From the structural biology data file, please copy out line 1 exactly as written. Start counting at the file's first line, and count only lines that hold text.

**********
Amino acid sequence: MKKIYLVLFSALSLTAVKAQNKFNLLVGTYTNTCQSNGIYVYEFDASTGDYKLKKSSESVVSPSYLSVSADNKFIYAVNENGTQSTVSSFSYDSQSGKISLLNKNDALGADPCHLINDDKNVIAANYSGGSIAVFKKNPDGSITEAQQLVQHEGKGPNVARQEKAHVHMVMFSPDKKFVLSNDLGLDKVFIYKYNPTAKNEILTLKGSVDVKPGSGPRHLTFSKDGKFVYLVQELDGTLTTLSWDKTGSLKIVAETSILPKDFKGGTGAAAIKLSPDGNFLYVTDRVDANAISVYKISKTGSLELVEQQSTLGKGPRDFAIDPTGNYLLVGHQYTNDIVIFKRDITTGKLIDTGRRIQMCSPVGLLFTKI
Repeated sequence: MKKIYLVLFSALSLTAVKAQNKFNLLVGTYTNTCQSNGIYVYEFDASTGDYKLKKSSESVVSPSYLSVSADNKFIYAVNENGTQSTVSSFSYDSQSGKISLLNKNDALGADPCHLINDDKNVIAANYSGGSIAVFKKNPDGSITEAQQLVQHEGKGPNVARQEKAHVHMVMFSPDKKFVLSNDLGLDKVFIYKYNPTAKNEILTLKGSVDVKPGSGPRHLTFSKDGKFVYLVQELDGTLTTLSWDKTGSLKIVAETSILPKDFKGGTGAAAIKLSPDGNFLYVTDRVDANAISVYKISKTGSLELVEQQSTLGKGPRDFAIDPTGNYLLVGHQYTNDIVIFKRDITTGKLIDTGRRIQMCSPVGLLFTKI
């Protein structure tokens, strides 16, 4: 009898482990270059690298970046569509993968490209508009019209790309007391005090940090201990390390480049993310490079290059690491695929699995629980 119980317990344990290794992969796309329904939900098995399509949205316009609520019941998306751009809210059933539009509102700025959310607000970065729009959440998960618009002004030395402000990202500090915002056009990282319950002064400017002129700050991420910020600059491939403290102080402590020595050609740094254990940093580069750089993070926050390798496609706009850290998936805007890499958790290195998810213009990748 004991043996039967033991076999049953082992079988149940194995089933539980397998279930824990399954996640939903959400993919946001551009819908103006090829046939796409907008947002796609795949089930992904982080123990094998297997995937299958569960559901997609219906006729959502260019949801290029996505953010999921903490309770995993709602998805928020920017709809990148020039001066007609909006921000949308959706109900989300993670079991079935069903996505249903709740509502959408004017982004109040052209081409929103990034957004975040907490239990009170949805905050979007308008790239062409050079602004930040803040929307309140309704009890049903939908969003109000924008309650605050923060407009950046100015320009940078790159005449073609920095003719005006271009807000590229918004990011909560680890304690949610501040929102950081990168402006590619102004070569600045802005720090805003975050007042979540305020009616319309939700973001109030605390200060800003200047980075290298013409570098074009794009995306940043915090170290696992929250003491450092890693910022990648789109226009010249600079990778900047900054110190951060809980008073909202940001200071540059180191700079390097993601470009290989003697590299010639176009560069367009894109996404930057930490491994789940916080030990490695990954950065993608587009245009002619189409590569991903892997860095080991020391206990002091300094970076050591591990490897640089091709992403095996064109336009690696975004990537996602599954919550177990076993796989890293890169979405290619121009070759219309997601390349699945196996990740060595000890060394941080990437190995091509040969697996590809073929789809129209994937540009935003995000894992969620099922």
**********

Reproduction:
Amino acid sequence: MKKIYLVLFSALSLTAVKAQNKFNLLVGTYTNTCQSNGIYVYEFDASTGDYKLKKSSESVVSPSYLSVSADNKFIYAVNENGTQSTVSSFSYDSQSGKISLLNKNDALGADPCHLINDDKNVIAANYSGGSIAVFKKNPDGSITEAQQLVQHEGKGPNVARQEKAHVHMVMFSPDKKFVLSNDLGLDKVFIYKYNPTAKNEILTLKGSVDVKPGSGPRHLTFSKDGKFVYLVQELDGTLTTLSWDKTGSLKIVAETSILPKDFKGGTGAAAIKLSPDGNFLYVTDRVDANAISVYKISKTGSLELVEQQSTLGKGPRDFAIDPTGNYLLVGHQYTNDIVIFKRDITTGKLIDTGRRIQMCSPVGLLFTKI